Richard Sloan, writing an op-ed column in today's LA Times, waxes trenchant over the California Supreme Court ruling earlier this week that it was discriminatory for a medical group to refuse a woman treatment for her inability to get pregnant. At issue wasn't the artificial insemination procedure itself, but rather the fact that the woman in question is a lesbian. I had to read Sloan's commentary twice to determine what was the "welcome, if unusual, turnabout in a disturbing trend that has characterized American medicine over the last three or so decades" even though I'd heard about the decision on the radio--is anyone else accustomed to hearing "disturbing American trend" in a completely different context?
At any rate, Sloan reminds readers that "Freedom of religion is a cherished value in American society. So is the right to be free of religious domination by others," and it turns out the disturbing trend is this one:
Recent studies have shown that 14% of U.S. doctors, when confronted by possibly objectionable but legal medical treatments, not only would refuse to deliver such care but also would refuse to inform their patients about it or refer them to physicians who would deliver the care. That translates to about 40 million people who would receive substandard care from these physicians, who believe that their religious convictions are more important than the well-being of their patients.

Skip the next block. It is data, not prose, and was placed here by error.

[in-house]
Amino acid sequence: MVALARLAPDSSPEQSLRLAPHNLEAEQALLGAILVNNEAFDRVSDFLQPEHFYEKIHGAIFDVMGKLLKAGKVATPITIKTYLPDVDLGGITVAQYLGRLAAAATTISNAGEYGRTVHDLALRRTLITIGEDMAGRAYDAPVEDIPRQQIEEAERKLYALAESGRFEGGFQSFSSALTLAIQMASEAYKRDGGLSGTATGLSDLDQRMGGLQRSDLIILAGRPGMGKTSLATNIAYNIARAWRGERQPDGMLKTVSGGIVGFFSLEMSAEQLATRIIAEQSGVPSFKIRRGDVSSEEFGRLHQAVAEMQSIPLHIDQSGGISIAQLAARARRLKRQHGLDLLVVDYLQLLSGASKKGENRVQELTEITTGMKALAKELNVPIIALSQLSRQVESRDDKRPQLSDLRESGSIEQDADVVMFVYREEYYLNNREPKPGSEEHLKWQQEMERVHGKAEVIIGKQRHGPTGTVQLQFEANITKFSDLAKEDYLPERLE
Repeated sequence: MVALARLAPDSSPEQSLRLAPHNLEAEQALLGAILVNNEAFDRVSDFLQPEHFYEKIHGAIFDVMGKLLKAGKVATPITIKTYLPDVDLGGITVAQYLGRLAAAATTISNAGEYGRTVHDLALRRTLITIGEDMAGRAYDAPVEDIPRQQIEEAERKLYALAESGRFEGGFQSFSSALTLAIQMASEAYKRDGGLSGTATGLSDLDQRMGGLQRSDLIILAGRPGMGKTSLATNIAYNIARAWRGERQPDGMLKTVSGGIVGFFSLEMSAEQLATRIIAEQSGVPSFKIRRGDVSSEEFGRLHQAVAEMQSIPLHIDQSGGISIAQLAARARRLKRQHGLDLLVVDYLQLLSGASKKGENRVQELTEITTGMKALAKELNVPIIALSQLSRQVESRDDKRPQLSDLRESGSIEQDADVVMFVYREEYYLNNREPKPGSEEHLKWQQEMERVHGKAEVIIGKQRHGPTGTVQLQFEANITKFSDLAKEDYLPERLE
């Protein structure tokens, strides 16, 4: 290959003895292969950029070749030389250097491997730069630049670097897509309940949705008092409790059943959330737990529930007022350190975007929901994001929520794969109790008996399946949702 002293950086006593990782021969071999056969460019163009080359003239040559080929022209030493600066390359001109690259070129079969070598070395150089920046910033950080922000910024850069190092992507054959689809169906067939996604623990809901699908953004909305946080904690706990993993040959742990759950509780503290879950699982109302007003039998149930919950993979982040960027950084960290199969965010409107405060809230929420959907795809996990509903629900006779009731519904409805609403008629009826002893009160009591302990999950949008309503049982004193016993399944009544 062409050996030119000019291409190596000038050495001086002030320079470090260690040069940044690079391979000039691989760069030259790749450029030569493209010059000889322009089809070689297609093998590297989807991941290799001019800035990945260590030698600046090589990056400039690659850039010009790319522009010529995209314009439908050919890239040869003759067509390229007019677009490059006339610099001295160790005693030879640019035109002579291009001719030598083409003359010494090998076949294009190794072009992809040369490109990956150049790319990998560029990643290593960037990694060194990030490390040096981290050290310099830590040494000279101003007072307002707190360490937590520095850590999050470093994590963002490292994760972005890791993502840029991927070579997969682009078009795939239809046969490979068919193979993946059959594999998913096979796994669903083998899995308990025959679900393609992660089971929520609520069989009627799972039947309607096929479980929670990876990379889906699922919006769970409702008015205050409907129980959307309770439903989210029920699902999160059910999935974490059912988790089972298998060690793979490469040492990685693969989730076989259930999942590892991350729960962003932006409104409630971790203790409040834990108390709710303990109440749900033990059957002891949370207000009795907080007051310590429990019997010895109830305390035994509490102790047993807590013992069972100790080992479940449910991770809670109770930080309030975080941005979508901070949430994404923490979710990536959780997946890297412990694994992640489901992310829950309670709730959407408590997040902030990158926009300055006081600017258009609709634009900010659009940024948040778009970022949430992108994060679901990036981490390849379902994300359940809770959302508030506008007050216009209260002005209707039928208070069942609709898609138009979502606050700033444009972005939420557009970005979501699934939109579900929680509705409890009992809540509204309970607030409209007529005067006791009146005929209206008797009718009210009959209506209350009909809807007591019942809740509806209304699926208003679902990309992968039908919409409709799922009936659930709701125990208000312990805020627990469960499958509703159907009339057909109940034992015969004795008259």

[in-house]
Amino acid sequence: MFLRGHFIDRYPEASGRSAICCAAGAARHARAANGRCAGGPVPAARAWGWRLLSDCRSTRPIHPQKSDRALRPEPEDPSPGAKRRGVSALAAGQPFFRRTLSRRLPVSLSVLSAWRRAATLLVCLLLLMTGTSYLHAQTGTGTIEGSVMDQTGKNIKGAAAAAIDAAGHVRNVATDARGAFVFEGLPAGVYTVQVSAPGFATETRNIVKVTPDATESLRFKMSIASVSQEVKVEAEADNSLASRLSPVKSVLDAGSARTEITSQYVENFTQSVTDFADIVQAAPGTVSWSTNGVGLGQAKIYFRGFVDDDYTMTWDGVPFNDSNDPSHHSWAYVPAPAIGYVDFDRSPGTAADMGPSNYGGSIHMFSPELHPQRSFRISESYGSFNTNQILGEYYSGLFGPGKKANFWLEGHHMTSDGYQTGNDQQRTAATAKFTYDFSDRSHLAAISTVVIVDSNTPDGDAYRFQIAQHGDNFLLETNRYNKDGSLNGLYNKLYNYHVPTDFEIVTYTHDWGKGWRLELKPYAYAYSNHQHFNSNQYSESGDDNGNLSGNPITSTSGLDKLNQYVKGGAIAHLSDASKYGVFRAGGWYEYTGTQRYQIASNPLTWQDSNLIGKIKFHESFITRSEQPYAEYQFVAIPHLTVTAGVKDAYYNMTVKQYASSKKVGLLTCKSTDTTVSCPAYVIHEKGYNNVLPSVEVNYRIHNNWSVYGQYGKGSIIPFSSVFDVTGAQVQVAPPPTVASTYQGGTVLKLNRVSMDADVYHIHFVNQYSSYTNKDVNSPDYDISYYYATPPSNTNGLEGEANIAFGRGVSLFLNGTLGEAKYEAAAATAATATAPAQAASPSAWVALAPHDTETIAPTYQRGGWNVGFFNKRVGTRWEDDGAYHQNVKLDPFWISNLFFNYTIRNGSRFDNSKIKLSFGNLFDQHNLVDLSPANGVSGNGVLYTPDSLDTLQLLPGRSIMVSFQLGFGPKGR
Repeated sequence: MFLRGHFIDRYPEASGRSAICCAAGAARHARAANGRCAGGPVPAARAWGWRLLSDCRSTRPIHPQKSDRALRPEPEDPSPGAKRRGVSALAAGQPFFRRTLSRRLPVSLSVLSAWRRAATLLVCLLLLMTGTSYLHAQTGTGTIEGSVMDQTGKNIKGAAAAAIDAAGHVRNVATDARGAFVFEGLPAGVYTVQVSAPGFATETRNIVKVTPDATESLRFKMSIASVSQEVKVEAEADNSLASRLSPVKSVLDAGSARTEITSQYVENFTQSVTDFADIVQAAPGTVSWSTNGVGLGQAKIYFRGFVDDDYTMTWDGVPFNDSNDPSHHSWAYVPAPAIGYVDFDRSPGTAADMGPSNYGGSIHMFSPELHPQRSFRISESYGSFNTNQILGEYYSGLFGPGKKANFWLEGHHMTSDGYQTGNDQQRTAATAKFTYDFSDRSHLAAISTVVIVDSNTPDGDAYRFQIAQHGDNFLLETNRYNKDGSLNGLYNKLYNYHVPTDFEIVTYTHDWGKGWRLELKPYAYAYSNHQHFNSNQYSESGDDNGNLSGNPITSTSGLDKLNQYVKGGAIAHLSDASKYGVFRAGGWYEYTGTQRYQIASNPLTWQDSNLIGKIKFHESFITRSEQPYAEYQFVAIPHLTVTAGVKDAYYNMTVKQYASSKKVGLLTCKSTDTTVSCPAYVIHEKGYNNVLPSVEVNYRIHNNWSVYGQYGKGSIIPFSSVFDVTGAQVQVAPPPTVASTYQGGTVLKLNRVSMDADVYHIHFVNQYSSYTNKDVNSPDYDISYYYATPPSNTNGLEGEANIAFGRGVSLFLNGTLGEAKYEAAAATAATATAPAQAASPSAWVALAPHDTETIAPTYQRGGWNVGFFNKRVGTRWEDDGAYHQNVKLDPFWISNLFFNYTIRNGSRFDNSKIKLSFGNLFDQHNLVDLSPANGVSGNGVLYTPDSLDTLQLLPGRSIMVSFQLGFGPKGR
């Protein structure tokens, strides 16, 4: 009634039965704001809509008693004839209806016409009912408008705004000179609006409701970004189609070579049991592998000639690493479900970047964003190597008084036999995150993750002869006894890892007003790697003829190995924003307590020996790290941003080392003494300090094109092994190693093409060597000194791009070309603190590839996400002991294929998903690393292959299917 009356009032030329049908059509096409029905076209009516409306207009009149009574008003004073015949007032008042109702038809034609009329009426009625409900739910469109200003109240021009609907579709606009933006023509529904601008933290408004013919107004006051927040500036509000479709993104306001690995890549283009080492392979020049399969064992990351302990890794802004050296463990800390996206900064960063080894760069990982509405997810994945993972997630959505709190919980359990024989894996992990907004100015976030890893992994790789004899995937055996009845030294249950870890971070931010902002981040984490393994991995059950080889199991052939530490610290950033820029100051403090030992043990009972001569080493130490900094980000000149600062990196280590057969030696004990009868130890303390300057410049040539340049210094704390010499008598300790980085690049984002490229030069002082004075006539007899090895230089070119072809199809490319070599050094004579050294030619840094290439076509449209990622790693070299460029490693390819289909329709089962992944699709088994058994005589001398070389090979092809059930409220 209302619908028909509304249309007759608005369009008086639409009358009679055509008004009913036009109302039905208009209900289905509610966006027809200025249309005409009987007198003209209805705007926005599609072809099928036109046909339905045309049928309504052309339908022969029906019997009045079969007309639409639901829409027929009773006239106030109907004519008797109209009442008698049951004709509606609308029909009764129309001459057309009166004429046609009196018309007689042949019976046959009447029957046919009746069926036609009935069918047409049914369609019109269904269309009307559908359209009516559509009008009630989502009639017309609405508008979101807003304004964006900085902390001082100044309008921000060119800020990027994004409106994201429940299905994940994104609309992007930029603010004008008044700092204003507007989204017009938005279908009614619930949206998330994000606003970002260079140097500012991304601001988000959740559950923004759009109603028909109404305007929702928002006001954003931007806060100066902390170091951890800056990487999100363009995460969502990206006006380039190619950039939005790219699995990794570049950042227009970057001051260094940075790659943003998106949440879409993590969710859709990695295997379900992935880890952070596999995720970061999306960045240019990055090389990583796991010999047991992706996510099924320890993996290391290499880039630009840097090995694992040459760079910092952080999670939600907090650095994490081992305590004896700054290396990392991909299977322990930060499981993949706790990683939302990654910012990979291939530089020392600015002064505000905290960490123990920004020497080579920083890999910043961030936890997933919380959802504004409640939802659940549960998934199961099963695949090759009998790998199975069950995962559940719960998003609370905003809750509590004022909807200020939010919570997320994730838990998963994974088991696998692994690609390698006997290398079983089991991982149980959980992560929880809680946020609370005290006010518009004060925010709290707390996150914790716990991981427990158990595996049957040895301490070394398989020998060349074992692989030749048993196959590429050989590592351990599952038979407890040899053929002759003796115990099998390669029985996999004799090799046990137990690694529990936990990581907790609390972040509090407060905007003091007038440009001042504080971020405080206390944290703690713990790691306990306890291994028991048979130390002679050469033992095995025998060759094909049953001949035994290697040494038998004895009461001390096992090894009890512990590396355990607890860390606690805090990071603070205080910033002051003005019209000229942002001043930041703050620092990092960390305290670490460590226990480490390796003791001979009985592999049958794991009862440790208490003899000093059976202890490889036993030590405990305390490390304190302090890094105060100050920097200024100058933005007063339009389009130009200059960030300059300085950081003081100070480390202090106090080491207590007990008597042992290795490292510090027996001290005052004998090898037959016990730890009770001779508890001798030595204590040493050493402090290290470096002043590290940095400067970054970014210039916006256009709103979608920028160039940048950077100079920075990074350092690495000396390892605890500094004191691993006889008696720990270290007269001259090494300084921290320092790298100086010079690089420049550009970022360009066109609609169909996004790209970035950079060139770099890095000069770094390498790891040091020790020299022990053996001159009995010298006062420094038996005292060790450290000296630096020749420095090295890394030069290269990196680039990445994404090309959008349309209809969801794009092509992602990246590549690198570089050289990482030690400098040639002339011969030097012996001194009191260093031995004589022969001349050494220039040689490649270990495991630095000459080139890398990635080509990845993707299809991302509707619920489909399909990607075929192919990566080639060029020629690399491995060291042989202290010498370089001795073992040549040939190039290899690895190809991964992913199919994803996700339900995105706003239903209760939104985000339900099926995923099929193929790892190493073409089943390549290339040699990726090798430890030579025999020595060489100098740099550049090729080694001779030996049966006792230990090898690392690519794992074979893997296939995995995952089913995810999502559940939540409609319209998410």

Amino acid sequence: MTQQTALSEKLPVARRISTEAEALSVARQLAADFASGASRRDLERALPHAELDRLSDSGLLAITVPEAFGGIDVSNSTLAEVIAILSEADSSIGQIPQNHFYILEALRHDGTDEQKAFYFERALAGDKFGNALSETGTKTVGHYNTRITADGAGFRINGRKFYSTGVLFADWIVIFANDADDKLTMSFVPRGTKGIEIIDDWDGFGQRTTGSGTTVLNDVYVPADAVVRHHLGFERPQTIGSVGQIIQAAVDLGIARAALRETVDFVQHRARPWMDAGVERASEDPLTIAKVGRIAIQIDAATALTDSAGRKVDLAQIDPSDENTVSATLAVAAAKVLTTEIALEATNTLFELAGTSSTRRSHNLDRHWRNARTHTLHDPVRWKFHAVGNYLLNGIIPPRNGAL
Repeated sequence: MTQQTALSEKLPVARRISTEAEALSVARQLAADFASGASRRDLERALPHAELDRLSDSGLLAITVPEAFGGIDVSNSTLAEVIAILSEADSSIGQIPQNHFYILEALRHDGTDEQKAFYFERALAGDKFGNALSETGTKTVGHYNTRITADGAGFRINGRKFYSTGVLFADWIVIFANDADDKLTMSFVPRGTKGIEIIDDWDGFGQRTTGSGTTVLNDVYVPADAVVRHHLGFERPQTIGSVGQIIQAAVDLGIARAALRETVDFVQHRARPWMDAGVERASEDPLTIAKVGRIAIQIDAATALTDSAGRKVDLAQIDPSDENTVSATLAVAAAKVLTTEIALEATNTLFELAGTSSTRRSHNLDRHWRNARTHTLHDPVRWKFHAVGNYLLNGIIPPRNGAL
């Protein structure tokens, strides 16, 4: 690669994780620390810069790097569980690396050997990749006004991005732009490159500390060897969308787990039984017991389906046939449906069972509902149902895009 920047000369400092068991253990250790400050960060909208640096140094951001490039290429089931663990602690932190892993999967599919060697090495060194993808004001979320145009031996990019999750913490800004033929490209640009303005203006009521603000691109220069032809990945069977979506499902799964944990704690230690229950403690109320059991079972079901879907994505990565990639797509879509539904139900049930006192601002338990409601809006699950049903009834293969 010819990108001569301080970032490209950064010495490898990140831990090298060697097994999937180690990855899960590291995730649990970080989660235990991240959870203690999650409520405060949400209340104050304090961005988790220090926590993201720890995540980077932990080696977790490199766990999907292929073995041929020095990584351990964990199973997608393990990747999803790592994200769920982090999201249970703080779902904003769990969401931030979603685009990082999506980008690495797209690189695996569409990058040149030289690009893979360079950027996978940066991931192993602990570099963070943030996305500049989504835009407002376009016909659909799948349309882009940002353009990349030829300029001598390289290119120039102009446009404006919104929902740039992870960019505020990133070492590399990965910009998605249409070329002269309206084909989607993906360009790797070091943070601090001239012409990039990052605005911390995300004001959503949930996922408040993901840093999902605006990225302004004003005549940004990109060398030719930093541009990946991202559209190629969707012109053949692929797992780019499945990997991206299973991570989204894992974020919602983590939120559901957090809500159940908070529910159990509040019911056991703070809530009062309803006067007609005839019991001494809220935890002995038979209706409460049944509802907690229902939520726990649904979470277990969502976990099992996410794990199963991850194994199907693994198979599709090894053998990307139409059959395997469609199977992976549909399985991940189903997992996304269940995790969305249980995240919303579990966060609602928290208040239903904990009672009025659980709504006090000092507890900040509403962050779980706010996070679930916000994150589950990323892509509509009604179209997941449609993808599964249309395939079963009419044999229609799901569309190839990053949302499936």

The tradition of religious freedom in the United States is one of the founding ideals of this country. But as our framers envisioned it, religious freedom referred to a right to practice one's own religion free of interference from others. It did not refer to religiously based interference with the rights of others, who may have their own and different religious traditions. Even in the relatively religiously homogeneous era of the framers, such interference was not acceptable. It is even less so in 21st century America. With religious heterogeneity growing, the devotional demands of one group may be increasingly at odds with those of others.
And of course you don't need to be in a different religion or even a different denomination to see that kind of heterogeneity in action.
Story is here.